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Association between fat mass through adolescence and arterial stiffness: a population-based study from The Avon Longitudinal Study of Parents and Children

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Frida Dangardt, Marietta Charakida, Georgios Georgiopoulos, Scott T. Chiesa, Alicja Rapala, Kaitlin H. Wade, Alun D. Hughes, Nicholas J. Timpson, Konstantinos Pateras, Nick Finer, Naveed Sattar, George Davey Smith, Debbie A. Lawlor, John E. Deanfield

Original languageEnglish
Pages (from-to)474-481
Number of pages8
JournalThe Lancet Child and Adolescent Health
Issue number7
Early online date21 May 2019
E-pub ahead of print21 May 2019
PublishedJul 2019


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  • King's College London



The link between adiposity, metabolic abnormalities, and arterial disease progression in children and adolescents remains poorly defined. We aimed to assess whether persistent high adiposity levels are associated with increased arterial stiffness in adolescence and any mediation effects by common metabolic risk factors. 


We included participants from the Avon Longitudinal Study of Parents and Children (ALSPAC) who had detailed adiposity measurements between the ages 9–17 years and arterial stiffness (carotid to femoral pulse wave velocity [PWV]) measured at age 17 years. Body-mass index (BMI) and waist-to-height ratio were calculated from weight, height, and waist circumference measurements whereas fat mass was assessed using repeated dual-energy x-ray absorptiometry (DEXA) scans. We used total and trunk fat mass indices (FMIs) to classify participants as normal (<75th percentile) or high (>75th percentile) FMI. We classified participants as being metabolically unhealthy if they had three or more of the following risk factors: high levels of systolic blood pressure, triglycerides, or glucose (all >75th percentile) or low levels of high-density lipoprotein (<25th percentile). We used multivariable linear regression analysis to assess the relationship between PWV and exposure to adiposity, and tested for linear trend of PVW levels across ordinal groups. We used latent class growth mixture modelling analysis to assess the effect of longitudinal changes in adiposity indices through adolescence on arterial stiffness.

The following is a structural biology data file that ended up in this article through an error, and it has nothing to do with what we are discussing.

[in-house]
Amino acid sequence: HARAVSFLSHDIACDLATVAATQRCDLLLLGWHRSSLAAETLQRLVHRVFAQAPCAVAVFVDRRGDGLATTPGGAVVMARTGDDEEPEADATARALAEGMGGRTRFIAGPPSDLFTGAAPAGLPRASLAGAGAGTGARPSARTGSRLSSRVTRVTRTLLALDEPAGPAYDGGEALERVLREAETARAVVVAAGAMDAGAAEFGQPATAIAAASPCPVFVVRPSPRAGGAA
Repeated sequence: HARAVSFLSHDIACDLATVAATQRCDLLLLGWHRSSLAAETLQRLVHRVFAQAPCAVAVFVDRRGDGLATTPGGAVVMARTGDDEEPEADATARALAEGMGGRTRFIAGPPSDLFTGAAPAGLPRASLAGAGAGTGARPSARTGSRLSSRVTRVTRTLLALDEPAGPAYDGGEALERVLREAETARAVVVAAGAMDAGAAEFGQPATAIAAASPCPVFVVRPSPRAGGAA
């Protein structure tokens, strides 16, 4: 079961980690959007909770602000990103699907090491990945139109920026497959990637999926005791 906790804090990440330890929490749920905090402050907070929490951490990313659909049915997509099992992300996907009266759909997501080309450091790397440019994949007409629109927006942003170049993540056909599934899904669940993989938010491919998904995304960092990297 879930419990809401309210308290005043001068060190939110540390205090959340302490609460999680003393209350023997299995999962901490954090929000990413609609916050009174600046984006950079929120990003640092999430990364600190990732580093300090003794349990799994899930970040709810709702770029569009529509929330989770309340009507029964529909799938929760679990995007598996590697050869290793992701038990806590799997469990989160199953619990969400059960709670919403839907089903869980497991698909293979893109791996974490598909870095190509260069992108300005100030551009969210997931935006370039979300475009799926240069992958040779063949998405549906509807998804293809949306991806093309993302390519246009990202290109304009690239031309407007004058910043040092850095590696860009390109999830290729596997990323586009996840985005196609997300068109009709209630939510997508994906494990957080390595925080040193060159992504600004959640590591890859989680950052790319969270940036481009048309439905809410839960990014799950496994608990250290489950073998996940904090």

We studied 3423 participants (1866 [54·5%] female and 1557 [45·5%] male). Total fat mass was positively associated with PWV at age 17 years (0·004 m/s per kg, 95% CI 0·001–0·006; p=0·0081). Persistently high total FMI and trunk FMI between ages 9 and 17 years were related to greater PWV (0·15 m/s per kg/m2, 0·05–0·24; p=0·0044 and 0·15 m/s per kg/m2, 0·06–0·25; p=0·0021) compared with lower FMI. Metabolic abnormalities amplified the adverse effect of high total FMI on arterial stiffness (PWV 6·0 m/s [95% CI 5·9–6·0] for metabolically healthy participants and 6·2 m/s [5·9–6·4] for metabolically unhealthy participants). Participants who restored normal total FMI in adolescence (PWV 5·8 m/s [5·7–5·9] for metabolically healthy and 5·9 m/s [5·6–6·1] for metabolically unhealthy) had comparable PWV to those who had normal FMI throughout (5·7 m/s [5·7–5·8] for metabolically healthy and 5·9 m/s [5·8–5·9] for metabolically unhealthy). 


Persistently high fat mass during adolescence was associated with greater arterial stiffness and was further aggravated by an unfavourable metabolic profile. Reverting to normal FMI in adolescence was associated with normal PWV, suggesting adolescence as an important period for interventions to tackle obesity in the young to maximise long-term vascular health. Funding: UK Medical Research Council, Wellcome Trust, British Heart Foundation, and AFA Insurances

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